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New Research Challenges Moon’s Dry Reputation, Reveals Ancient Water-Rich Crust

Scientists discover water-bearing mineral in four billion-year-old lunar crust, redefining our understanding of lunar history.

The early surface of the Moon contained more water than originally thought, new research has found.

The four billion-year-old early lunar crust was once “enriched” in water, contradicting scientists’ prior understanding of the Moon as practically bone dry.

Dr. Tara Hayden, of from Western University, Canada, made the discovery while working to verify that a rock sample was a meteorite that came from the Moon.

Once she confirmed that it had, she also identified a mineral called apatite in the sample.

“The discovery of apatite in the Moon’s early crust for the first time is incredibly exciting,” Dr. Hayden said.

The lunar meteorite sample Tara Hayden investigated and successfully discovered the water-bearing mineral apatite. PHOTO BY TARA HAYDEN/SWNS 

“The research offers exciting new evidence that the Moon’s early crust contained more water than was originally thought, meaning we can finally start to piece together this unknown stage of lunar history.”

Other samples of the Moon’s crust, collected during Apollo missions, also identified apatite.

However, the mineral was not, until now, found in Ferroan Anorthosites – the rock group understood to represent the Moon’s early crust.

These rocks were formed from the Lunar Magma Ocean, back when the Moon was almost entirely molten.

“I was so lucky the meteorite not only came from the Moon but, remarkably, featured chemistry so vital to our understanding about lunar water-bearing minerals,” said Dr. Hayden.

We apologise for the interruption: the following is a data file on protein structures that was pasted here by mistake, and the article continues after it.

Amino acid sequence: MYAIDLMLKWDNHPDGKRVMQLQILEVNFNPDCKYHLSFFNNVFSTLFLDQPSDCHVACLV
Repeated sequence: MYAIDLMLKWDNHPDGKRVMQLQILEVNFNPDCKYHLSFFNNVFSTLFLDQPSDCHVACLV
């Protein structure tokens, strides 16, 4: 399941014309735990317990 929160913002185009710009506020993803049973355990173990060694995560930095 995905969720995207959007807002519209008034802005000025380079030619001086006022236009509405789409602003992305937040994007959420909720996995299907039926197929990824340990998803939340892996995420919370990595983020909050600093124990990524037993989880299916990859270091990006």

The lunar meteorite sample Tara Hayden investigated and successfully discovered the water-bearing mineral apatite. PHOTO BY TARA HAYDEN/SWNS 

Professor Mahesh Anand, Dr. Hayden’s supervisor, added: “Unravelling the history of water in the earliest-formed lunar crust approximately 4.5 billion years ago is important for improving our understanding of the origin of water in the Solar System.

“Ancient rock samples from the Moon in the form of lunar meteorites provide an excellent opportunity for undertaking such investigations.”

Dr. Hayden says that her findings, which have been published in the journal Nature Astronomy, come at the perfect time for further lunar exploration.

NASA is currently preparing to launch its Artemis missions, and researchers, including her supervisor, are developing projects for the astronauts.

“It has been long believed the lunar surface has been dried out for thousands and even millions of years, but maybe there might be more water available than we thought on the surface of the Moon and we just need to find a way to extract it,” said Dr. Hayden.

“As more samples are collected during the upcoming Artemis missions, and the new stage of lunar exploration begins, I am eager to see what we will learn from the lunar far side.”

Produced in association with SWNS Talker

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